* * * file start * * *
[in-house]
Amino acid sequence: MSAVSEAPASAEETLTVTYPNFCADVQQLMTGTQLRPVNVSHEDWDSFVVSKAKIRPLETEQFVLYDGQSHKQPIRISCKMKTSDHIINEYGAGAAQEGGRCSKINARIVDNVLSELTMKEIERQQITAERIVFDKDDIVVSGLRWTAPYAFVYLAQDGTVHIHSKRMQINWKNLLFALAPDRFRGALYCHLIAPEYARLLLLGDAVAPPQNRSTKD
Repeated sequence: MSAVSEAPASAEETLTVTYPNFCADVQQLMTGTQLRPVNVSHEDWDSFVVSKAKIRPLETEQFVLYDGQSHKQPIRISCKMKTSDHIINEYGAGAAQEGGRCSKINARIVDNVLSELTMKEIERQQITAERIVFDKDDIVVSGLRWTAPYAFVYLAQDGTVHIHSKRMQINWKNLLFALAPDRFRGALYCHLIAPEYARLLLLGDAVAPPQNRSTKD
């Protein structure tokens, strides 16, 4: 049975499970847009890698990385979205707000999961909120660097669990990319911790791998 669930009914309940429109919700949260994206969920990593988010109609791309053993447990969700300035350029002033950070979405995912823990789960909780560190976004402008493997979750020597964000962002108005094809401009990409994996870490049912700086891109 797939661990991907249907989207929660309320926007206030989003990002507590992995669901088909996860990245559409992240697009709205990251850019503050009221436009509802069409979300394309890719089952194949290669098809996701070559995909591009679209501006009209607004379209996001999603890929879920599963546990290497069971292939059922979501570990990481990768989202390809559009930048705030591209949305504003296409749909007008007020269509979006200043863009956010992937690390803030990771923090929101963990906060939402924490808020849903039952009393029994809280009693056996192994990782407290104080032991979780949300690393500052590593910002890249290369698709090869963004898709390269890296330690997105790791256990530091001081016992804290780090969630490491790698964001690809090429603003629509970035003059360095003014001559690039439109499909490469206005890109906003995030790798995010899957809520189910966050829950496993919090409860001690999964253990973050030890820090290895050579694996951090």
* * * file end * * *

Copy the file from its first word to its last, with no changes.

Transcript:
[in-house]
Amino acid sequence: MSAVSEAPASAEETLTVTYPNFCADVQQLMTGTQLRPVNVSHEDWDSFVVSKAKIRPLETEQFVLYDGQSHKQPIRISCKMKTSDHIINEYGAGAAQEGGRCSKINARIVDNVLSELTMKEIERQQITAERIVFDKDDIVVSGLRWTAPYAFVYLAQDGTVHIHSKRMQINWKNLLFALAPDRFRGALYCHLIAPEYARLLLLGDAVAPPQNRSTKD
Repeated sequence: MSAVSEAPASAEETLTVTYPNFCADVQQLMTGTQLRPVNVSHEDWDSFVVSKAKIRPLETEQFVLYDGQSHKQPIRISCKMKTSDHIINEYGAGAAQEGGRCSKINARIVDNVLSELTMKEIERQQITAERIVFDKDDIVVSGLRWTAPYAFVYLAQDGTVHIHSKRMQINWKNLLFALAPDRFRGALYCHLIAPEYARLLLLGDAVAPPQNRSTKD
């Protein structure tokens, strides 16, 4: 049975499970847009890698990385979205707000999961909120660097669990990319911790791998 669930009914309940429109919700949260994206969920990593988010109609791309053993447990969700300035350029002033950070979405995912823990789960909780560190976004402008493997979750020597964000962002108005094809401009990409994996870490049912700086891109 797939661990991907249907989207929660309320926007206030989003990002507590992995669901088909996860990245559409992240697009709205990251850019503050009221436009509802069409979300394309890719089952194949290669098809996701070559995909591009679209501006009209607004379209996001999603890929879920599963546990290497069971292939059922979501570990990481990768989202390809559009930048705030591209949305504003296409749909007008007020269509979006200043863009956010992937690390803030990771923090929101963990906060939402924490808020849903039952009393029994809280009693056996192994990782407290104080032991979780949300690393500052590593910002890249290369698709090869963004898709390269890296330690997105790791256990530091001081016992804290780090969630490491790698964001690809090429603003629509970035003059360095003014001559690039439109499909490469206005890109906003995030790798995010899957809520189910966050829950496993919090409860001690999964253990973050030890820090290895050579694996951090």